Apple’s next Magic Mouse could have Force Touch abilities


If you grabbed Apple’s 12in MacBook or refreshed MacBook Pro last year, then you probably know the wonders of Force Touch, the uncomfortably named pressure sensitivity built into the click-less touchpad.

Apple introduced the Magic Trackpad 2 in October to open up the functionality to even more Mac users, but there may be another option on the horizon. According to a newly uncovered patent from the United States Patent and Trademark Office, it appears that Apple plans to implement Force Touch technology into the Magic Mouse, as well.

The patent, for a “Force Sensing Mouse,” was filed in February 2013 and just granted this week, and the images certainly showcase a device that looks identical to the existing Magic Mouse designs. The description, meanwhile, suggests that Apple intends for this new mouse to scrap the click-centric design that has guided computer mice for decades now.

apple-magic-mouse-force-touch-patent“In this way, a broader range of inputs may be receivable from the force sensing input device as compared to input devices that merely detect whether or not a button or similar element has been pushed,” reads the patent text, referring to how pressure sensitivity can open up more interactions.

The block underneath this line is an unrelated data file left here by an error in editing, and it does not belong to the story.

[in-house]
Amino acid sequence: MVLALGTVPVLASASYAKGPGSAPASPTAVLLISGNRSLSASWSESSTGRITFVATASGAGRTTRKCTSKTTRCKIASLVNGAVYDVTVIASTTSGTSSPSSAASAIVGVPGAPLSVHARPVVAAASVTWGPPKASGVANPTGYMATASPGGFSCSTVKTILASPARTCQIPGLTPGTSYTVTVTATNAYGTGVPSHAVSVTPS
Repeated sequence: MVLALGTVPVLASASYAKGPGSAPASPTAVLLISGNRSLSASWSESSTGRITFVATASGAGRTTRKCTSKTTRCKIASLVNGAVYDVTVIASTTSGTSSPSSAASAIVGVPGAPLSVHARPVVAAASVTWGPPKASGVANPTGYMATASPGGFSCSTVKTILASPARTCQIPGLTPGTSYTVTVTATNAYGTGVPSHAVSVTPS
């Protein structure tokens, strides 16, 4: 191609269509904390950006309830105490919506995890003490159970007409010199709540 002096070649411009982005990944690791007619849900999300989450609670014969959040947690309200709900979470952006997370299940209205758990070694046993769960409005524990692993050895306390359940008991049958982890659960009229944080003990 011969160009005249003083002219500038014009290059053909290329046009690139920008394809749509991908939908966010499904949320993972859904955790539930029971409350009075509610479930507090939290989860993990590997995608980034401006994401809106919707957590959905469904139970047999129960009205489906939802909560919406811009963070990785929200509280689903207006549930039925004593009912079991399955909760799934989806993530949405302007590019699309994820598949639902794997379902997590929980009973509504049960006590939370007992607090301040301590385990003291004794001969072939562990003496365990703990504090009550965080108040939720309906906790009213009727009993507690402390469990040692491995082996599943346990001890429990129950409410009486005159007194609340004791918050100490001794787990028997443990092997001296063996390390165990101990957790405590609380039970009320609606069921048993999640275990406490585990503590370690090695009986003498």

Given the way we usually hold the Magic Mouse, attempting to implement forceful taps seems like it could be tricky – and maybe that’s why Apple didn’t rush to build the feature into the recent Magic Mouse 2 (shown up top). Assuming the design follows the tenets of those Force Touch-equipped touchpads, we’ll be saying farewell to the physical click of the Magic Mouse, which will be replaced by a focused burst of haptic feedback.

Since the Magic Mouse was last refreshed just six months back, it’s unlikely that Apple will debut a new Force Touch-capable version in the immediate future. A patent filing also isn’t a guarantee that Apple will release the product in question, but an eventual launch seems probable given the company’s continued push towards pressure-sensitive screens.

Source: via Patently Apple, 9to5Mac


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